Complementary perspectives

In recent years, ethnographic museums have increasingly come under criticism for putting other societies on display without involving the people from these cultures and their knowledge. The act of collecting foreign cultural artifacts and recent discussions about restitution have increased public pressure on museums to take a critical look back at their history and reassess their practices. In this context, international partnerships with museums and communities in the Global South have gained importance. “We can only find new paths forward by working together and engaging in continuous dialogue,” stated Thomas Laely, deputy director of UZH’s Ethnographic Museum.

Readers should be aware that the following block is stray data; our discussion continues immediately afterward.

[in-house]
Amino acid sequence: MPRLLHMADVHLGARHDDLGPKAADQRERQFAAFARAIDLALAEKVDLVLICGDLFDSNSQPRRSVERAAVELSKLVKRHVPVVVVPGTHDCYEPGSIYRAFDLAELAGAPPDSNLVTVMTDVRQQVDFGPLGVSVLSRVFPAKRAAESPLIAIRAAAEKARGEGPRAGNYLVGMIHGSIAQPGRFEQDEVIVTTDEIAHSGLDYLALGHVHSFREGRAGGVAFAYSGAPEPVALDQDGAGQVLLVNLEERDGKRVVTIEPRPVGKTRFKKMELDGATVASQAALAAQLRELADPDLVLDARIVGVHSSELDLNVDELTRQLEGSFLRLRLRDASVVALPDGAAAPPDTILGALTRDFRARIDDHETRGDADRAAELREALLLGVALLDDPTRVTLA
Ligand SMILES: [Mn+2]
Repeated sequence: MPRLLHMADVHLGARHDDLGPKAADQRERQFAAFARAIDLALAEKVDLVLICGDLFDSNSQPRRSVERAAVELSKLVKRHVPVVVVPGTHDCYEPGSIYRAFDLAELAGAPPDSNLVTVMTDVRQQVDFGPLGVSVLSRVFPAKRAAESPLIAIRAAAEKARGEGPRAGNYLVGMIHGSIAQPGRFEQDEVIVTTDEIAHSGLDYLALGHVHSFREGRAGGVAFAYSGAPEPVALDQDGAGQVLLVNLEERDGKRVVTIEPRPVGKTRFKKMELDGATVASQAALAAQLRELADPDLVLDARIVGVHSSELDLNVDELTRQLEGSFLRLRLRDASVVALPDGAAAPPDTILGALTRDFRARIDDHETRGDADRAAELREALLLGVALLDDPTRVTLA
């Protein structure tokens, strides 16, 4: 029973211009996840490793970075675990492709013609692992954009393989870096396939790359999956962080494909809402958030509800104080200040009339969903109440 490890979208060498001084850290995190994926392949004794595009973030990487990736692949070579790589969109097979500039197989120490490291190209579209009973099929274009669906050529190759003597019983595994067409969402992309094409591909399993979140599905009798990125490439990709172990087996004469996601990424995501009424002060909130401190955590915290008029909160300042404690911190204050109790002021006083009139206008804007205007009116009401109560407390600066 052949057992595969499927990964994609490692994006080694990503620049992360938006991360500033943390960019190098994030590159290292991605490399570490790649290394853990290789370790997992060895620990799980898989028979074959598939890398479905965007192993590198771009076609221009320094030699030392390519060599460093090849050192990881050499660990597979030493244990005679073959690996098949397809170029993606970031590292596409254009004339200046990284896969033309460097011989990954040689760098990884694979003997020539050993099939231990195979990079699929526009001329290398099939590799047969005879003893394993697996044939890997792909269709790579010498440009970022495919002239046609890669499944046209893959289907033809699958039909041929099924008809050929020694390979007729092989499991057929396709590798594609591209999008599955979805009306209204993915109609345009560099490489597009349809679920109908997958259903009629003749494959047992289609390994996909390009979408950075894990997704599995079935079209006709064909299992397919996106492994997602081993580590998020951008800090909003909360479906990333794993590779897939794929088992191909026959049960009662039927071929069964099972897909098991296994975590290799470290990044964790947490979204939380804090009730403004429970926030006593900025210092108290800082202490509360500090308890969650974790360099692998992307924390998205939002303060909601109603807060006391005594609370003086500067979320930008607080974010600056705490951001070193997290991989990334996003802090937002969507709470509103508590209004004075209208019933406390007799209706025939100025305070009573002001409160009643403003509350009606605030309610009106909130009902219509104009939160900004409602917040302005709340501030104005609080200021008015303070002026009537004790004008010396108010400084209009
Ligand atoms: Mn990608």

For ethnographic museums today, it is not just about changing the nature of their exhibits, but also about trying out new forms of cooperation. In this regard, the Uganda Museum and the Igongo Cultural Centre in Mbarara are the ideal partners for the Ethnographic Museum at UZH. Reciprocity is one of the guiding principles of the partnership and is implemented wherever possible. For example, both a Ugandan and a Swiss videographer were used to film the mobile milk museum’s journey. Finding complementary perspectives and common ground contribute to knowledge exchange and mutual learning. With the mobile milk museum, the UZH Ethnographic Museum has succeeded in making new forms of information exchange possible – outside the walls of the traditional museum. The museum is also gaining practical experience in working together with partners from the cultures featured in its exhibitions. With this practical experience under its belt, the UZH Ethnographic Museum is now better positioned to contribute to current debates about the restitution of cultural property.